New Ways of Working : The Facts & The Debate

New Ways of Working!

Now that we are back on the 5 days a week wagon does it have you wishing you could always work 4 days a week and have every weekend feel like a long weekend?

You are not alone!

Companies around the world have put this theory to the test! And it turns out there are a lot of factors that come in to play when thinking of switching to a four-day week. For example, the salary, hours worked, type of industry, productivity, second jobs and the list goes on.

Let’s broaden our scope for this blog to the new ways of working.

Research has been done on this new trend - New Ways of Working (NWW) and how it affects the workers lives for better or worst. NWW is described as a work environment that is flexible in hours and location (Kotera & Correa 2020).

Keep in mind that anything with the word new in front of it faces some limitations when it comes to research. The amount of evidence on this topic is low. That said, here is what we found to be the most interesting on this ever evolving upcoming work schedule.

NWW prompted:

  • Higher Work Engagement
  • Higher Work-Related Flow
  • Connectivity among staff
  • Blurred lines between work and home boundaries
  • Fatigue
  • ****Mental Demands


We put **** beside mental demands because one research points towards an increase in mental demand while another a decrease (Kotera & Correa 2020,Van Steenbergen 2018). Don’t you love SCIENCE!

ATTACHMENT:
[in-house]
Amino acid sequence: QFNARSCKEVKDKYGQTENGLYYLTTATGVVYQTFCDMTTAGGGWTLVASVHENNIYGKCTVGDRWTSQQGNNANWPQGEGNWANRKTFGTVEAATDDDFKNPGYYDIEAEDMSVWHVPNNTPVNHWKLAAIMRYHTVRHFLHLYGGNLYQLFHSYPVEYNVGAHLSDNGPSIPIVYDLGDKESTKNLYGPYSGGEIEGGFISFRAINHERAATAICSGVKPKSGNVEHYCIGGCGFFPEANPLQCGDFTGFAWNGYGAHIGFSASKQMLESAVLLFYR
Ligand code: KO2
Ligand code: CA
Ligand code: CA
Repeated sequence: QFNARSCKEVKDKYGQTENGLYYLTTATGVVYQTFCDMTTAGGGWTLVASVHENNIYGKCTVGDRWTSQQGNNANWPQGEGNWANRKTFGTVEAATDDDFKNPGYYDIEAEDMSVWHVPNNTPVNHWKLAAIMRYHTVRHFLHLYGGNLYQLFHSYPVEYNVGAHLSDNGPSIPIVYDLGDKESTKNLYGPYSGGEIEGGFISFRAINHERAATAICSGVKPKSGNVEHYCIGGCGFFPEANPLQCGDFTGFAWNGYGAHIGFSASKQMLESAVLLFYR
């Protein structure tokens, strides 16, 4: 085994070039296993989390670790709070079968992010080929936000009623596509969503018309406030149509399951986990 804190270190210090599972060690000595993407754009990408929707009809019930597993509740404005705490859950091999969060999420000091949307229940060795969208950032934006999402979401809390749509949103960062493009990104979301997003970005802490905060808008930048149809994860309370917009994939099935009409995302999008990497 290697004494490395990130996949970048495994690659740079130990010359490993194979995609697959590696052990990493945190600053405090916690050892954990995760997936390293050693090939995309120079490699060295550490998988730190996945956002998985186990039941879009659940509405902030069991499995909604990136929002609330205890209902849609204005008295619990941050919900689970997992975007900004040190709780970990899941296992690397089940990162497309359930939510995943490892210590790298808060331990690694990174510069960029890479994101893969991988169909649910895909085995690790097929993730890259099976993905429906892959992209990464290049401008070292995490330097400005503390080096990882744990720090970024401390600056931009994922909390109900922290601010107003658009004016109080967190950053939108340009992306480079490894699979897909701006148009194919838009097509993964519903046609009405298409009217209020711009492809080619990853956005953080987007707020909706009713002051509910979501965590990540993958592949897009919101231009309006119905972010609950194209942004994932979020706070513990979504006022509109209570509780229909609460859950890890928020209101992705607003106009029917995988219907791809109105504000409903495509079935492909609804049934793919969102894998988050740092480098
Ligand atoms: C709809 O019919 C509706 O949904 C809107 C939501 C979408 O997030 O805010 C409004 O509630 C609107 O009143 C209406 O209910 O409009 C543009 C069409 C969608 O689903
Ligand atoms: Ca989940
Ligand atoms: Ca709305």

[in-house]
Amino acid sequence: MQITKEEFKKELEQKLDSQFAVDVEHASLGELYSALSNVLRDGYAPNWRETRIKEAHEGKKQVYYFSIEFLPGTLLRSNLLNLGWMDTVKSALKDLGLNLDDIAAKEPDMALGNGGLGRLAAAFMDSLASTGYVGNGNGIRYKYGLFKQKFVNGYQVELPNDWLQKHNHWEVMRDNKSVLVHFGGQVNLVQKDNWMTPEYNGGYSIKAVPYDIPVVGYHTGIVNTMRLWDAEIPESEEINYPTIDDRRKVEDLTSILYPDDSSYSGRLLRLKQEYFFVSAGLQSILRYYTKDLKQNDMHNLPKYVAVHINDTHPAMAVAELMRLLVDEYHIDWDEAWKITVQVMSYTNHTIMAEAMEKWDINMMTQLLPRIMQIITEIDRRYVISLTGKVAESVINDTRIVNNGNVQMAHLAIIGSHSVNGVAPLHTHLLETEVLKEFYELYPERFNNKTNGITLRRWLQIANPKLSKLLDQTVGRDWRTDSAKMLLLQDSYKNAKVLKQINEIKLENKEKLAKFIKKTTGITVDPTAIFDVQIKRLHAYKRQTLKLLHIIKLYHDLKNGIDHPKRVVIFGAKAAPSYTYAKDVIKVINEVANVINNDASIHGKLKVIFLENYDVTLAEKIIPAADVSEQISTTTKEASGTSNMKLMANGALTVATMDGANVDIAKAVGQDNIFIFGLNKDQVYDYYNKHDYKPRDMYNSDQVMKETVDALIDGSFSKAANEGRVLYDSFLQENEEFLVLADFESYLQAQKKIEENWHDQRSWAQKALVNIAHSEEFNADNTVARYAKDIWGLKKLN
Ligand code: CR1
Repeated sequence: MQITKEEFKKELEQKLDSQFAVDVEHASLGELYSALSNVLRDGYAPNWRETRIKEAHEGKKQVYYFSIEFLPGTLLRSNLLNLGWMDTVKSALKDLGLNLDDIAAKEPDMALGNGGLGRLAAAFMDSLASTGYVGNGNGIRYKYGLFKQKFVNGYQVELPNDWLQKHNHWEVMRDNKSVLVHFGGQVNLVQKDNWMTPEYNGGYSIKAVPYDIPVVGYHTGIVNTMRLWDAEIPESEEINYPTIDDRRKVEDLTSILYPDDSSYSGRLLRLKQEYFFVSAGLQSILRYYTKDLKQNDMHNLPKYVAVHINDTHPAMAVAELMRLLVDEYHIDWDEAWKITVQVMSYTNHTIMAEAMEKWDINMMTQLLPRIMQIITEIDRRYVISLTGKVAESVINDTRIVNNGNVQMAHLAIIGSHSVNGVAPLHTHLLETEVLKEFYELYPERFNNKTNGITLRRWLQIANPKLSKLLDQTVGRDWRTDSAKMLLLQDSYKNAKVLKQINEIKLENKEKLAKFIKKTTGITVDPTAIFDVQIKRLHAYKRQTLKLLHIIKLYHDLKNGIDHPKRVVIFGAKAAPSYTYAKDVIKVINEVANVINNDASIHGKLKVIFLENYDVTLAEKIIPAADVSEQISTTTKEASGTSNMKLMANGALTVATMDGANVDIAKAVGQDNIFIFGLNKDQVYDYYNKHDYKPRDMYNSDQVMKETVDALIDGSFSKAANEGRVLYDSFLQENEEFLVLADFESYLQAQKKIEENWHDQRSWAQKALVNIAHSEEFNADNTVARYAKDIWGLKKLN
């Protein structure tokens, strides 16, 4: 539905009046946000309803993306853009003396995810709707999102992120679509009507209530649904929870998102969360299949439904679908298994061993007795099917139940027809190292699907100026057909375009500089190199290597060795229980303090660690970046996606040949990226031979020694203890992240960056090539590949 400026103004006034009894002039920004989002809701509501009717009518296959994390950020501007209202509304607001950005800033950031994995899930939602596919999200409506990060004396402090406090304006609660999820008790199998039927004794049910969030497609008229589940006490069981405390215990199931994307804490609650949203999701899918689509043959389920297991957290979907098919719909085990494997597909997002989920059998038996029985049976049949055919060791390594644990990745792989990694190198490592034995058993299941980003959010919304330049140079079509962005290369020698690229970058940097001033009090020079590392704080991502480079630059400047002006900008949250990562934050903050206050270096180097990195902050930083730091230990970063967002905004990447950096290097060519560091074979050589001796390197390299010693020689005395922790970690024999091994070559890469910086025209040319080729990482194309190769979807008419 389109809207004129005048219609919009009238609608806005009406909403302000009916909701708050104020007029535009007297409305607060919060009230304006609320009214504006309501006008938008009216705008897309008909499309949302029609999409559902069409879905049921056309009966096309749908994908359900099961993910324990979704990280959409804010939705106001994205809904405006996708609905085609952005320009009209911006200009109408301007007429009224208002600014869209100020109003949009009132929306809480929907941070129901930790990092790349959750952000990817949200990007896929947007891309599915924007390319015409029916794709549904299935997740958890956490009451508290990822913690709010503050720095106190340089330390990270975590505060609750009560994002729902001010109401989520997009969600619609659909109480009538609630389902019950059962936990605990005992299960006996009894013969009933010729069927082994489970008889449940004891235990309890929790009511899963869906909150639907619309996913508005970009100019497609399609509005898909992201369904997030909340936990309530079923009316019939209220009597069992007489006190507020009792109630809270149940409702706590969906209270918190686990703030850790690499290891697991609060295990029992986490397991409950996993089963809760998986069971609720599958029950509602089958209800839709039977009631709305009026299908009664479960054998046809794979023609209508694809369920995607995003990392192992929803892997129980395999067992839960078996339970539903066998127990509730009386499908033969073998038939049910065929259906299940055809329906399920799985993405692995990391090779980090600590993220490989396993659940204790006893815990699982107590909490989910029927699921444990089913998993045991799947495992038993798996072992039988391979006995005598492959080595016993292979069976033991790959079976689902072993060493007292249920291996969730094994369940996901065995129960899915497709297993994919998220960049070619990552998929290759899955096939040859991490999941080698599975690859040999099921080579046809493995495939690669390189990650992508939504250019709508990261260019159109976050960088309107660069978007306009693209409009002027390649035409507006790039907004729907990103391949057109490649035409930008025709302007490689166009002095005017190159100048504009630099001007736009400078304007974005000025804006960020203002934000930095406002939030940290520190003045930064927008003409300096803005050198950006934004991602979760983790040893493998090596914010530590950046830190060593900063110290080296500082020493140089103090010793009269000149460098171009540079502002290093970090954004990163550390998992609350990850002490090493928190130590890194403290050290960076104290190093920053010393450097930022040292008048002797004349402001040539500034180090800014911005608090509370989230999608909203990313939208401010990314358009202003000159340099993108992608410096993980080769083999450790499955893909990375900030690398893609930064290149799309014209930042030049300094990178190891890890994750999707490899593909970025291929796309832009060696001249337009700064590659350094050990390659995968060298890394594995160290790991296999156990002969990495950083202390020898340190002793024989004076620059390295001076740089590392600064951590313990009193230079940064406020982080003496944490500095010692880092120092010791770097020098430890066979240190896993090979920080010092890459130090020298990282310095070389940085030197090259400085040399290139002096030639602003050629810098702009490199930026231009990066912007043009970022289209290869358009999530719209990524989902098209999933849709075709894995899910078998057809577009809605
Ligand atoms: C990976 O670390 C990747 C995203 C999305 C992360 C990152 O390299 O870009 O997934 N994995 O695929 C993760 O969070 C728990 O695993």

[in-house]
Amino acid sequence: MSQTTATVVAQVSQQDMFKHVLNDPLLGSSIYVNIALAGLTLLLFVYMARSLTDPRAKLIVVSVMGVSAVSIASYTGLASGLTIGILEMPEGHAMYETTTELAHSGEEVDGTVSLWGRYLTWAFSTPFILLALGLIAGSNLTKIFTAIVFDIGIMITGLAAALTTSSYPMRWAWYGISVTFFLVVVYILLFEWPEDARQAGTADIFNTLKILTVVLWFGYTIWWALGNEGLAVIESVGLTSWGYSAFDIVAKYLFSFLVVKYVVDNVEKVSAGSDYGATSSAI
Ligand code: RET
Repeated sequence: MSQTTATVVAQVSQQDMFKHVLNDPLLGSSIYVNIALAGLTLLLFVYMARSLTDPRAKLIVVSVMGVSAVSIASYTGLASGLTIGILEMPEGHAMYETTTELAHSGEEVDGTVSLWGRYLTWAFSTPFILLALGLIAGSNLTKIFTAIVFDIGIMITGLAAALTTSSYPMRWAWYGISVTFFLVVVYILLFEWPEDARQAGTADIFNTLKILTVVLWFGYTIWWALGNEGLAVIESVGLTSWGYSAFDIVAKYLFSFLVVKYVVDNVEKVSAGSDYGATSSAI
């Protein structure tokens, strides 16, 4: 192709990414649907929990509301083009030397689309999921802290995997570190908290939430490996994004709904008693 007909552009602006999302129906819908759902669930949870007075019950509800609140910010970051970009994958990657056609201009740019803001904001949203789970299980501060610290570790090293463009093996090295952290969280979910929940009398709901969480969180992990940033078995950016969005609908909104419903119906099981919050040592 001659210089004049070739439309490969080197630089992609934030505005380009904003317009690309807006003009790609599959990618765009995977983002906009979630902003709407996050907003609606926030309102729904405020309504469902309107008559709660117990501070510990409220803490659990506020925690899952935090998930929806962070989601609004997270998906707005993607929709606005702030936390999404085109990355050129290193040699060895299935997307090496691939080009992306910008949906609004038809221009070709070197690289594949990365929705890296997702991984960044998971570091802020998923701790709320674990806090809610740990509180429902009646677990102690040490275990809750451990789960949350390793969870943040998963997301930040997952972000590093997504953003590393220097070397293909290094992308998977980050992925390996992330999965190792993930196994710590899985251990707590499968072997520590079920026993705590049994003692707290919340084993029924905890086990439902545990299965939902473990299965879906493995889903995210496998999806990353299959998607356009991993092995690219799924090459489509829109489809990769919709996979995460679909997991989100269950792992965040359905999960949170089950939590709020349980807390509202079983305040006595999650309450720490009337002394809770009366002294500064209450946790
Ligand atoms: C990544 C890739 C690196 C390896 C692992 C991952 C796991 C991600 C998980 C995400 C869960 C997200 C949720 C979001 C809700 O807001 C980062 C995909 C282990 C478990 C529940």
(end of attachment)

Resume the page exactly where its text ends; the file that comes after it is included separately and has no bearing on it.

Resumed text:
Furthermore, a study suggested that to have a successful change to the new way of working, organizations have to be ready with a plan of execution, have their employees understand the working condition for at home and at the office and evaluate the level of commitment to this process by everyone in the company (Kotera & Correa 2020).

One company that seems to have done it right is Microsoft Japan. It has reaped the benefits of a change in their work style by gaining an astonishing 40% in productivity (Jackman, 2019)!

The countries that have done the most research and embraced the NWW are the Netherlands and Japan (Work-Style Reform). They have had an increase in interest in their employees well-being in the past years due to their countries high counts of poor mental health.

That said, with Covid-19 changing the way most office workers in North-America do their job, the transition might already be on its way for Canada. We know that there are a lot of uncertainties when it comes to keeping the employees working from home or going back to the office or having a schedule for working at home and at the office. But this seems like it’s going to spark a major shift in the way office workers do their jobs.

So many questions still left unanswered that only time can tell.

I know a little bit of a cliff hanger on this blog but it is important to know what the future of office work may look like and how to adapt to the best of your capabilities with the most up to date research!


We are always interested in hearing what you think about the NWW, please reach out and let us know!

ErgoMania Team



Jackman, S. Microsoft Japan Says Four-Day Work Week Boosted Productivity 40%. Bloomberg. 4 November 2019. Available online: 

Kotera, Y., & Correa Vione, K. (2020). Psychological Impacts of the New Ways of Working (NWW): A Systematic Review. International journal of environmental research and public health17(14), 5080.

Van Steenbergen, E. F., van der Ven, C., Peeters, M., & Taris, T. W. (2018). Transitioning Towards New Ways of Working: Do Job Demands, Job Resources, Burnout, and Engagement Change?. Psychological reports121(4), 736–766.


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